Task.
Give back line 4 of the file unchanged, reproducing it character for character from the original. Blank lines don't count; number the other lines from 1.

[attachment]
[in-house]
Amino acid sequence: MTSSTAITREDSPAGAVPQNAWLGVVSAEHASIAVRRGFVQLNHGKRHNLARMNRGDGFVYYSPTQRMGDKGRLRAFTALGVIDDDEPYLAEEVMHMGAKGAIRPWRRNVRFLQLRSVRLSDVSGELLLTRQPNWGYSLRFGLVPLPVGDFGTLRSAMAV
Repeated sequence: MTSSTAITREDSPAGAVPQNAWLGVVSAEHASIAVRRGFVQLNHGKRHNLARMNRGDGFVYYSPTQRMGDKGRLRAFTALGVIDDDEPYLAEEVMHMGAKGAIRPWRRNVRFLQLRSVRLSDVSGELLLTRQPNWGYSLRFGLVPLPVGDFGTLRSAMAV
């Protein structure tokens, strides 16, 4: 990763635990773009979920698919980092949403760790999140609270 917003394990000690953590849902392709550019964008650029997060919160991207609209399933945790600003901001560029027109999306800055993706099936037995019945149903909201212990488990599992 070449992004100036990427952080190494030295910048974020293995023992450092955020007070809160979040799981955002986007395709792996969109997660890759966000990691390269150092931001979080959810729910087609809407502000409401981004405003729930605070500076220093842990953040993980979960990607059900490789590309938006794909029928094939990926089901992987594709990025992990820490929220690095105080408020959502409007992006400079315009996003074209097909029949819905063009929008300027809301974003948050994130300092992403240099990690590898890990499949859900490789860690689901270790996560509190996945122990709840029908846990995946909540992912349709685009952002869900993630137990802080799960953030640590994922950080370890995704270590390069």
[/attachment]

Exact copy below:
């Protein structure tokens, strides 16, 4: 990763635990773009979920698919980092949403760790999140609270 917003394990000690953590849902392709550019964008650029997060919160991207609209399933945790600003901001560029027109999306800055993706099936037995019945149903909201212990488990599992 070449992004100036990427952080190494030295910048974020293995023992450092955020007070809160979040799981955002986007395709792996969109997660890759966000990691390269150092931001979080959810729910087609809407502000409401981004405003729930605070500076220093842990953040993980979960990607059900490789590309938006794909029928094939990926089901992987594709990025992990820490929220690095105080408020959502409007992006400079315009996003074209097909029949819905063009929008300027809301974003948050994130300092992403240099990690590898890990499949859900490789860690689901270790996560509190996945122990709840029908846990995946909540992912349709685009952002869900993630137990802080799960953030640590994922950080370890995704270590390069």